Lucas County commissioners took a major step last night that is expected to lead to the acquisition of a countywide emergency radio communication system estimated to cost close to $30 million.
In a 3-0 vote, commissioners voted to negotiate a contract with Motorola that spells out what has to be done to create the system's infrastructure.
That portion alone will cost about $15 million and will pay for 18 transmitters and receivers at 12 tower sites throughout the county, a microwave system that allows towers to communicate with each other, and other equipment.
Once the system is fully operational, police, fire, and emergency rescue personnel in the cities, villages, and townships of Lucas County are expected to share use.
Other surrounding counties, including Monroe County in Michigan, may eventually tie into it, Sheriff James Telb said.
Once terms of a contract with Motorola are worked out in the coming weeks, an agreement with its funding provisions will be put to another vote of commissioners. Officials want to have new equipment up and running in two years.
Most of the $15 million for infrastructure has been obtained through an array of grants, including Homeland Security funds. A coalition of area communities applied for funding.
"The reason we have been able to get so much money from the federal government is we are all working together," Toledo Fire Chief Michael Bell told commissioners.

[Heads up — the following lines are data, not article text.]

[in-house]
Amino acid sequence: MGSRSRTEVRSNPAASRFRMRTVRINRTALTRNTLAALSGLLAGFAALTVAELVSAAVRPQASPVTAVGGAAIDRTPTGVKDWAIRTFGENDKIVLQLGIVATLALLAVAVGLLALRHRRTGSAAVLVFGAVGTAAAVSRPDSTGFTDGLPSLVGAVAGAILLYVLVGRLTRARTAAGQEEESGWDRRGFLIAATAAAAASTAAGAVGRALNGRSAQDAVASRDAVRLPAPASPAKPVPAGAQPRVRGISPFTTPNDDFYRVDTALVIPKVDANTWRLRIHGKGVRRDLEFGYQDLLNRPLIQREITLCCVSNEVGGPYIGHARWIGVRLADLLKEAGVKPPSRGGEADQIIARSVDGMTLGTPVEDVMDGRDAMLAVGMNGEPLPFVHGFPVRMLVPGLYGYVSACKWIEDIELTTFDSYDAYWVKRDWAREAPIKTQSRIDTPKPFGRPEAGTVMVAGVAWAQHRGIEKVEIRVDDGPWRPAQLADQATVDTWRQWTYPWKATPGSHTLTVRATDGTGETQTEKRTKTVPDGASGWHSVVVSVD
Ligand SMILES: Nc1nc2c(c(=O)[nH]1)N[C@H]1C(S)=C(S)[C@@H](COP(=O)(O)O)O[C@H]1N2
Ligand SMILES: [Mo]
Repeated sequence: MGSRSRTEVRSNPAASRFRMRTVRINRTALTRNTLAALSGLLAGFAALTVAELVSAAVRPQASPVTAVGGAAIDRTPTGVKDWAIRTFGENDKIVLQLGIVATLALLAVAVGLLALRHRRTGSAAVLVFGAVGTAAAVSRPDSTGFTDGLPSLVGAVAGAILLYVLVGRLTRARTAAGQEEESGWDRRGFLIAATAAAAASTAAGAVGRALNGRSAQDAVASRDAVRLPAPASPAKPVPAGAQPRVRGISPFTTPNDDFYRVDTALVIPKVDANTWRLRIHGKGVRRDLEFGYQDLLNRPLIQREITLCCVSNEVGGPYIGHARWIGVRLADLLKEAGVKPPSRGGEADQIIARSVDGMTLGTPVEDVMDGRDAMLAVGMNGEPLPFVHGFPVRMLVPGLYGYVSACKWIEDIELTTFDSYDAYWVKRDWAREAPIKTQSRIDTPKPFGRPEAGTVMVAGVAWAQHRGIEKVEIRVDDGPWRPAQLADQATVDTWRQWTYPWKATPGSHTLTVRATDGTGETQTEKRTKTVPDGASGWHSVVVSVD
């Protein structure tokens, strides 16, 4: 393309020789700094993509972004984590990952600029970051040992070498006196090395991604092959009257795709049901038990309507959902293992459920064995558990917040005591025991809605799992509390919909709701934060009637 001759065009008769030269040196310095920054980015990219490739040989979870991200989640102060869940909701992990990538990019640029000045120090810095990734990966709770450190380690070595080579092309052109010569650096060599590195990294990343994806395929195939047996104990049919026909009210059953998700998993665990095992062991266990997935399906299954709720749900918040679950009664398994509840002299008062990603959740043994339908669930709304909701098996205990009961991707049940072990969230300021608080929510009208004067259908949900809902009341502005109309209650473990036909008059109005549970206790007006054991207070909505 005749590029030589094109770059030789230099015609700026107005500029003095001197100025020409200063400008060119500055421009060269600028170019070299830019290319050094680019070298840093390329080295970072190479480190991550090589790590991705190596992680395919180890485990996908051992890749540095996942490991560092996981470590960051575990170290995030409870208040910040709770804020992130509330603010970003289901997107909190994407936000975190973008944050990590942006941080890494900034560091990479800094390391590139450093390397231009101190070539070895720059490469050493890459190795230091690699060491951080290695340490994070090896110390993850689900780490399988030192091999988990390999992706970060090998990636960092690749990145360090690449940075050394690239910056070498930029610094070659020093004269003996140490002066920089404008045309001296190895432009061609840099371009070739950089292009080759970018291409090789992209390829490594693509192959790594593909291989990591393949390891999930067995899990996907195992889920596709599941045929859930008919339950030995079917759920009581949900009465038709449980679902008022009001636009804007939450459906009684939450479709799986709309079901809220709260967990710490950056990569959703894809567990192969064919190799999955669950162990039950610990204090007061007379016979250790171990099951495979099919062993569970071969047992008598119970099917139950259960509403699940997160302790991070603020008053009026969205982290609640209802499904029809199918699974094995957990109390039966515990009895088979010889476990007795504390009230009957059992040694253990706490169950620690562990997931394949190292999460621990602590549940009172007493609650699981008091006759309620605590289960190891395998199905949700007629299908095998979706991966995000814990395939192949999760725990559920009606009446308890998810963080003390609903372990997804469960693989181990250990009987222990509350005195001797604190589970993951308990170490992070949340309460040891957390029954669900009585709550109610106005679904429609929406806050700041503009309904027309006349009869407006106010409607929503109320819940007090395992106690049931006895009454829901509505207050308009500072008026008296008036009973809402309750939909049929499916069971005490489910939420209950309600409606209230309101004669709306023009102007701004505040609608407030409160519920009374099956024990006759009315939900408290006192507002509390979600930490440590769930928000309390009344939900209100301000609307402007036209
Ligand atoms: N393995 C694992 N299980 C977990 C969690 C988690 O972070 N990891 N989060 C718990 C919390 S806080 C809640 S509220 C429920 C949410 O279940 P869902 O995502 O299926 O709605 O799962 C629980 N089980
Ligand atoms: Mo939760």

Sheriff Telb said the inadequacy of the existing system has long been evident, and especially noticeable Feb. 15, 1992, when a loaded cargo plane operated by Burlington Air Express crashed near Toledo Express Airport, killing three crewmen and a passenger.
"A lot of folks responded [to the crash], but nobody could speak to each other," Sheriff Telb said. Emergency safety personnel had different radios that used different radio frequencies.
"We started talking with each other about getting something better so we could talk and share information with each other when responding to events," he said.
Motorola was the lower of two bidders. The other bidder was M/A-COM, said Mike Koontz, a consultant to the sheriff's office on the project.
The second phase of the project, which includes equipping safety personnel and their vehicles with new digital radio equipment, will cost at least $13 million. Officials said they are confident money for that portion can be found.
There are a small number of portable radios throughout the county now that allow cross-department communications, but they are not very reliable.
"The reality is that all of the radios and portable [communication] equipment for safety and law enforcement will have to be replaced," Mr. Koontz said.